Dell sees 'stability,' not growth
Profits drop 23% on weak corporate sales
Dell sees stability returning to the PC market during its fiscal second quarter, but not a lot of growth.
Weak technology spending sank Dell's revenue across all major business units compared to the same period ended July 31 last year.
Dell's revenues totaled $12.76bn in its fiscal second quarter, down 22 per cent from the same period last year. Net income also fell 23 per cent to $472m year-over-year.
Enterprise sales were down 32 per cent to $3.3bn from the same period last year, but up 3 per cent sequentially. Dell said there was lowered IT spending by large companies in all major regions of the world, and it expects spending to remain at that level for the rest of the year.
The company expects relief to come from a refresh cycle in commercial accounts sometime in 2010 with spending improving first in the US. Dell's enterprise sales account for about 80 per cent of Dell's revenue.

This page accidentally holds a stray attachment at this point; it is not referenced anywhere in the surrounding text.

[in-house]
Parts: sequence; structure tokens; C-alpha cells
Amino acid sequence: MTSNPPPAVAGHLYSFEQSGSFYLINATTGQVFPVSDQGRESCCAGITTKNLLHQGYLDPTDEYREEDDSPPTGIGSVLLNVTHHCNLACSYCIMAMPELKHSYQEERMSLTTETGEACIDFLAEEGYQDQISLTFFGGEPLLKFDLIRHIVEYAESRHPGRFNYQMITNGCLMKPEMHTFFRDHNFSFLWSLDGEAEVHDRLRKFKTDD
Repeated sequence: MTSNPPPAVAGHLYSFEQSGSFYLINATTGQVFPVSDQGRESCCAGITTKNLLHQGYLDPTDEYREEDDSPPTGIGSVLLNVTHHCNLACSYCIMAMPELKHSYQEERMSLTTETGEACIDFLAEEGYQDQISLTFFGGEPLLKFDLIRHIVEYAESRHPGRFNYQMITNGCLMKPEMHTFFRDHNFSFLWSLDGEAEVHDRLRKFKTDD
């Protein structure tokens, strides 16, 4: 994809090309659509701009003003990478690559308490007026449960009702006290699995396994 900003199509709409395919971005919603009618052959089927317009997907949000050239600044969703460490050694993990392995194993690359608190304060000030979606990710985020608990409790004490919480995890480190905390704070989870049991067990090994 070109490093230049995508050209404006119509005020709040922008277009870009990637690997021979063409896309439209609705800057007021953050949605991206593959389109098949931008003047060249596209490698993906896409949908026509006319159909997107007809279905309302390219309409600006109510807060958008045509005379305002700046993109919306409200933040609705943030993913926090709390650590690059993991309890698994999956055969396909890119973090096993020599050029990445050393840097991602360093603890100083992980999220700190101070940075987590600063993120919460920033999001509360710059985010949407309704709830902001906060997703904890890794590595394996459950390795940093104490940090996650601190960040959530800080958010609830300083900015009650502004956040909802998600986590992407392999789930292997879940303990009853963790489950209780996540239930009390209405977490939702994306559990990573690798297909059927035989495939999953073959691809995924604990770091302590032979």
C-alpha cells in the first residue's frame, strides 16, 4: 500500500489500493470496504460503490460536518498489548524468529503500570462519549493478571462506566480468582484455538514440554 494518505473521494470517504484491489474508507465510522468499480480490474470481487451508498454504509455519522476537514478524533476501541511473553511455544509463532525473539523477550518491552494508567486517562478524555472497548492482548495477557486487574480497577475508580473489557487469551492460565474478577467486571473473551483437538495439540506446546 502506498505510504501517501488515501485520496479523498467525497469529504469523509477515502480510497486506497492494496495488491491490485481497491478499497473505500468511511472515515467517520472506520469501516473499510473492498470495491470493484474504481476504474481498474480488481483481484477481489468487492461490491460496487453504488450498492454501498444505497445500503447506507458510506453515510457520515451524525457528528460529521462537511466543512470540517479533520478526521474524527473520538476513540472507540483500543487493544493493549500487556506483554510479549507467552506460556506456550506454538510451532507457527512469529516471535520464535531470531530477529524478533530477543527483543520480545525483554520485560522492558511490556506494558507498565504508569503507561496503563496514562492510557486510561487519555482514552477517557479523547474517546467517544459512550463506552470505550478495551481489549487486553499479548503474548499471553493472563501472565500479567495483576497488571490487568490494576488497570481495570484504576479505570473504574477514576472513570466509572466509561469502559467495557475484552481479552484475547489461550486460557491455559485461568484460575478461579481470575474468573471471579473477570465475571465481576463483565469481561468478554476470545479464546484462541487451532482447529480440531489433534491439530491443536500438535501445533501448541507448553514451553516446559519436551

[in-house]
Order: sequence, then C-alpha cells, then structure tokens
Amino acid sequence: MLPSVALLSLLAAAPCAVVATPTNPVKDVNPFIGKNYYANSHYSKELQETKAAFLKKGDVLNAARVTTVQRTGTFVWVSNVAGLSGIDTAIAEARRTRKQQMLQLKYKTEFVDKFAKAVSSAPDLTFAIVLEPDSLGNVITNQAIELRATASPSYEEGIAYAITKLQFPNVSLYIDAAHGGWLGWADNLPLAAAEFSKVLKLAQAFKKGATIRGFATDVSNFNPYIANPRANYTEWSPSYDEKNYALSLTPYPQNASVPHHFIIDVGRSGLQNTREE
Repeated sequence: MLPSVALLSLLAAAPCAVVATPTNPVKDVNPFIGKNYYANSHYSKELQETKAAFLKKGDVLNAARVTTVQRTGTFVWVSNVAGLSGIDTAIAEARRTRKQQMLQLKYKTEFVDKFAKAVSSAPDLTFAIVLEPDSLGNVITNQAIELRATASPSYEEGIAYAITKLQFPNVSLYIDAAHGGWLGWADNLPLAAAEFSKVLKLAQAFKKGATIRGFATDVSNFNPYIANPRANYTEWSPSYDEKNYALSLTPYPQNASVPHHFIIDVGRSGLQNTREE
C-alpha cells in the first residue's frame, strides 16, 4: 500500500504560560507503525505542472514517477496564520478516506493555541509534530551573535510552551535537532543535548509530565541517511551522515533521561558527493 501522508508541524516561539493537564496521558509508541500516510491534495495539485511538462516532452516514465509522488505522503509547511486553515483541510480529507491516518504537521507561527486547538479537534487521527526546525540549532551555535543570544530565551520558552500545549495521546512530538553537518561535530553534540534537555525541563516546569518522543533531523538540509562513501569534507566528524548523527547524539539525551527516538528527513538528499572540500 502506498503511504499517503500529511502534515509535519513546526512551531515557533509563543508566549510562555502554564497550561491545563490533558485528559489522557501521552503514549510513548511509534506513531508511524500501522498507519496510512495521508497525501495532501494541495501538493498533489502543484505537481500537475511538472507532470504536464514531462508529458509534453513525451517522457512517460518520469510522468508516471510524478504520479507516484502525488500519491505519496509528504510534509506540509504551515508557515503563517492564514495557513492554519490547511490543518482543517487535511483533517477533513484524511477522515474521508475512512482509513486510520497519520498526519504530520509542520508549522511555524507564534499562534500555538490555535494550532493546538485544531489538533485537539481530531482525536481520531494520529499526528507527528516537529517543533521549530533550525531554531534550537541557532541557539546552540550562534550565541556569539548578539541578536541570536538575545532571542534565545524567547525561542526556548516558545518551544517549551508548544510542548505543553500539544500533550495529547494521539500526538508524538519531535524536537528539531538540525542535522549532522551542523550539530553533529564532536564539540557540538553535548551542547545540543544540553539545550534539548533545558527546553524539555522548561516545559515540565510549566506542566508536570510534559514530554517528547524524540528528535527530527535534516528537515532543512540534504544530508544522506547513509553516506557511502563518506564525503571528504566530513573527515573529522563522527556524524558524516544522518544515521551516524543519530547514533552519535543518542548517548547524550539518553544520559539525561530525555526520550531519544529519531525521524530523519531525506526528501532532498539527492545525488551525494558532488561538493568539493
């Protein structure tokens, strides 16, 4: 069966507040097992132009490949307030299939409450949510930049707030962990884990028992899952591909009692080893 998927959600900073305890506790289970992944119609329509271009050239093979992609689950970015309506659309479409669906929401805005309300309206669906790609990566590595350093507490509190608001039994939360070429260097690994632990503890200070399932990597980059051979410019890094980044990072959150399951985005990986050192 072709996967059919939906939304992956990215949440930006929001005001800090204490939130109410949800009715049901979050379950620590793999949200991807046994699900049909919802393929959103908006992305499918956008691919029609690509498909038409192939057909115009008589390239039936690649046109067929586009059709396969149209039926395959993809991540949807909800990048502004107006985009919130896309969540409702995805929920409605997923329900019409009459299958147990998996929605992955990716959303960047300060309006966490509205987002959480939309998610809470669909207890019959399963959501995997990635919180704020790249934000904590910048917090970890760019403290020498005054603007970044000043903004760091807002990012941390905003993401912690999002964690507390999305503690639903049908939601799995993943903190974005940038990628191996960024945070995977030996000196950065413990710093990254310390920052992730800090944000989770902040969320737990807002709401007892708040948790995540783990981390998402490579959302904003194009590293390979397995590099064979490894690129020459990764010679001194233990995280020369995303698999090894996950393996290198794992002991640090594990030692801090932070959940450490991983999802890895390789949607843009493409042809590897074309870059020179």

Public segment revenue fell 16 per cent to $3.8bn, but it was up 20 per cent sequentially. The company said growth in larger government accounts and seasonal education business helped offset weaker demand in other parts of the public unit like state and local government and health care.
Small and medium business revenue dropped 29 per cent to $2.8bn year-over-year, and fell 5 per cent sequentially.
Consumer revenue was down 9 per cent year over year, and up 2 per cent sequentially.
"If current demand trends continue, we expect revenue for the second half of the year to be stronger than the first half," chief executive Michael Dell said in a statement. "We are expanding our capabilities in enterprise technology and services and investing in or core business to distinguish Dell both with customers and in operating performance."
Meanwhile, Dell is cutting costs with layoffs, restructuring and using more contract manufacturing.
"The best path for Dell remains one focused on profitable growth, lower costs and smart use of working capital," said Brian Gladden, Dell's chief financial officer in a statement.
For the third quarter, Dell expects seasonal demand improvements from both consumers and US government business. However, it warns Q3 is generally a slower period from large commercial customers from US and Europe. ®